From the foregoing discussion, it should now be understood by those skilled in the art that clock pulses are established and utilized to set forth a one-second, two-second and three-second time pulse. These are fed to the current alternator 28, which is also to the circuit devices 71 and 71a. Also, there is a voltage controlled oscillator 56 to establish a pulse rate, the pulse rate being imposed on the clock pulses. The result of the voltage controlled oscillator as modified by the clock pulses is fed to a NAND gate, the NAND gate having other inputs from the dual flip-flop 71. The one-, two- and three-second pulses are fed to the dual flip-flop 71, the clock pulses are fed through the one-second timer to the dual flip-flop 71, and selector switches 72 are additionally provided giving a high, a low, or an alternating potential. This combination allows very wide selection of pulses to the four-input NAND gate 70 to accomplish an alternating output from the NAND gate 70, a steady output from the NAND gate 70, or an alternating output with one-half of the NAND gate 70 being held for a longer period of time than the other. The output from the NAND gate 70 determines the direction of flow of current through the probe 32, or through an electromagnet, so that biasing the NAND gate 70 appropriately determines the polarity of the probe 32, and the duration of a given polarity of the probe.

In view of the foregoing description, it should be understood by those skilled in the art that the apparatus of the present invention provides great flexibility in the energization of the electromagnets, or probes 32 and 34. While specific voltages and the like have been discussed herein by way of illustration, those skilled in the art will also understand that conventional circuit devices may utilize different voltages, and have other characteristics requiring a slightly different arrangement, and variation to achieve the functions herein described will be well within the ability of the person of ordinary skill in the art.

It will therefore be understood that the particular embodiment of the invention here presented is by way of illustration only, and is meant to be in no way restrictive; therefore, numerous changes and modifications may be made, and the full use of equivalents resorted to, without departing from the spirit or scope of the invention as defined in the appended claims.

Patent Citations
Cited PatentFiling datePublication dateApplicantTitle
EP0039206A1 *Apr 23, 1981Nov 4, 1981Inoue-Japax Research IncorporatedMagnetic treatment device
EP0048451A1 *Sep 17, 1981Mar 31, 1982121873 Canada Inc.Electro-magnetic therapeutic system and method
Referenced by
Citing PatentFiling datePublication dateApplicantTitle
US5061234 *Sep 25, 1989Oct 29, 1991Corteks, Inc.Magnetic neural stimulator for neurophysiology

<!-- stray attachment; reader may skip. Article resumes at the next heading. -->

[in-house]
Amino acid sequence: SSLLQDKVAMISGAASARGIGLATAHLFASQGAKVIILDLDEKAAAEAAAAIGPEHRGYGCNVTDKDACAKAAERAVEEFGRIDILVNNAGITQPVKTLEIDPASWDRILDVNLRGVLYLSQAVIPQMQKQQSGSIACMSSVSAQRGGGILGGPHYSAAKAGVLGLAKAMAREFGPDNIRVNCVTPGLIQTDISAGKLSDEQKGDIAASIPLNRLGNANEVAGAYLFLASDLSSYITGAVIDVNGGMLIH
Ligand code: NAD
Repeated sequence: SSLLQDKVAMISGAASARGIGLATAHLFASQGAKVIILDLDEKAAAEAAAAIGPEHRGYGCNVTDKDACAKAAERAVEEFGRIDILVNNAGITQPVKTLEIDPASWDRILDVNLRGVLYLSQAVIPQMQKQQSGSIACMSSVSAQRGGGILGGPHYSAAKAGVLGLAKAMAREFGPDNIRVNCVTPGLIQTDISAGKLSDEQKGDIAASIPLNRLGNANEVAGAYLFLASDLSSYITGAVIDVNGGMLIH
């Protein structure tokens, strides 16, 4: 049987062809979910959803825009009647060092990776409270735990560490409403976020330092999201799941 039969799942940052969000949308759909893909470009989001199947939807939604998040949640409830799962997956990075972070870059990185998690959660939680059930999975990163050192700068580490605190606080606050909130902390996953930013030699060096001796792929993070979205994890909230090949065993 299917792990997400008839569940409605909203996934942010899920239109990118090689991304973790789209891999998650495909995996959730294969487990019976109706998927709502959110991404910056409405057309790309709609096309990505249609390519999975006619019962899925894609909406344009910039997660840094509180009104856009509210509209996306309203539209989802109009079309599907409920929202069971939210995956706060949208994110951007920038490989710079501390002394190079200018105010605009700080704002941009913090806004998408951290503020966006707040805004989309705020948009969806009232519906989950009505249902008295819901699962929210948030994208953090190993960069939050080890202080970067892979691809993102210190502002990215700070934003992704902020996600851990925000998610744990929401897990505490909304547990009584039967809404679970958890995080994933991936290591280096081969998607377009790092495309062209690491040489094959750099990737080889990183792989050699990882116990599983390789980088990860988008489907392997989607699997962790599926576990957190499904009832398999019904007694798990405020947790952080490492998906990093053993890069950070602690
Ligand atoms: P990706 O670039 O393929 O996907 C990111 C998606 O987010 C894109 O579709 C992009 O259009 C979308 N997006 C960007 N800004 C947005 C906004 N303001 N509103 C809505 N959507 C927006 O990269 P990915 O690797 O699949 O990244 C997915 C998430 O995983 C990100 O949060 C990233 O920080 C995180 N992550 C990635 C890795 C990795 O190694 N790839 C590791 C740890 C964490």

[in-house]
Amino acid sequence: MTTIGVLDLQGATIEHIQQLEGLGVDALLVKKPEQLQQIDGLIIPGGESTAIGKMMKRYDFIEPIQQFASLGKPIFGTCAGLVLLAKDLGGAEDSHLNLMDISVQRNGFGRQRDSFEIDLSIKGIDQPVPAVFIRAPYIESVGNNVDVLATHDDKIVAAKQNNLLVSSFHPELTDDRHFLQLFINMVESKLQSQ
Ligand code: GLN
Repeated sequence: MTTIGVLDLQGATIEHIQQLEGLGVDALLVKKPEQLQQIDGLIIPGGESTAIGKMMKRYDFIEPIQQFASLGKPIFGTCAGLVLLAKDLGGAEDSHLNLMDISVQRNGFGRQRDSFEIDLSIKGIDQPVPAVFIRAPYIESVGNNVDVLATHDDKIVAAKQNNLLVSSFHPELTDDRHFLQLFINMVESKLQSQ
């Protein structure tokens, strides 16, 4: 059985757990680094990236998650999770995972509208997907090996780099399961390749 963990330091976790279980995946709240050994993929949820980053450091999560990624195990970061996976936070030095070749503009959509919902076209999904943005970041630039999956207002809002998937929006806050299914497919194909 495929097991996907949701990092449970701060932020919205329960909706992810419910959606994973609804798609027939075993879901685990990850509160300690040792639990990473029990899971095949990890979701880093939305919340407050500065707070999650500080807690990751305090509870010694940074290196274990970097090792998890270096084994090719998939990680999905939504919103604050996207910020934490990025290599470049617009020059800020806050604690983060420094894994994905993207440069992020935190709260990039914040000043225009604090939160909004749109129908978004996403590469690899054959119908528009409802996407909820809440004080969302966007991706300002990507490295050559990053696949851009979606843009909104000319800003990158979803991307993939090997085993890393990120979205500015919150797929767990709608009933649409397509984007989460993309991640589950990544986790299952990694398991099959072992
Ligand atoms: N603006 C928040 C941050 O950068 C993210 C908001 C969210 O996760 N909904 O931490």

US20100006788 *Jul 9, 2008Jan 14, 2010Honeywell International Inc.Valve assembly having magnetically-energized seal mechanism
Classifications
U.S. Classification361/143, 600/11, 361/203, 361/208
International ClassificationH01H47/32
Cooperative ClassificationH01H47/32
European ClassificationH01H47/32
Legal Events
DateCodeEventDescription
Aug 3, 1983ASAssignment
Owner name: NICHOLSON, CHRIS G. RICHMOND, GA
Free format text: ASSIGNMENT OF ASSIGNORS INTEREST.;ASSIGNOR:BYKERK, ROCKY S.;REEL/FRAME:004161/0413
Effective date: 19830726
Owner name: PARRISH, J. GID DEKALB, GA
Free format text: ASSIGNMENT OF ASSIGNORS INTEREST.;ASSIGNOR:BYKERK, ROCKY S.;REEL/FRAME:004161/0413
Effective date: 19830726
Owner name: BROWN, IVAN H.SONOMA, CA
Free format text: ASSIGNMENT OF ASSIGNORS INTEREST.;ASSIGNOR:BYKERK, ROCKY S.;REEL/FRAME:004161/0413
Effective date: 19830726
Owner name: GORDON, REUBEN H. RICHMOND, GA
Free format text: ASSIGNMENT OF ASSIGNORS INTEREST.;ASSIGNOR:BYKERK, ROCKY S.;REEL/FRAME:004161/0413
Effective date: 19830726
Owner name: NICHOLSON, CHRIS G.,GEORGIA
Free format text: ASSIGNMENT OF ASSIGNORS INTEREST;ASSIGNOR:BYKERK, ROCKY S.;REEL/FRAME:004161/0413
Effective date: 19830726
Owner name: PARRISH, J. GID,GEORGIA
Free format text: ASSIGNMENT OF ASSIGNORS INTEREST;ASSIGNOR:BYKERK, ROCKY S.;REEL/FRAME:004161/0413
Effective date: 19830726
Owner name: BROWN, IVAN H.,CALIFORNIA
Free format text: ASSIGNMENT OF ASSIGNORS INTEREST;ASSIGNOR:BYKERK, ROCKY S.;REEL/FRAME:004161/0413
Effective date: 19830726
Owner name: GORDON, REUBEN H.,GEORGIA
Free format text: ASSIGNMENT OF ASSIGNORS INTEREST;ASSIGNOR:BYKERK, ROCKY S.;REEL/FRAME:004161/0413
Effective date: 19830726
Apr 28, 1989FPAYFee payment
Year of fee payment: 4
Jun 8, 1993REMIMaintenance fee reminder mailed
Nov 7, 1993LAPSLapse for failure to pay maintenance fees
Jan 18, 1994FPExpired due to failure to pay maintenance fee
Effective date: 19891107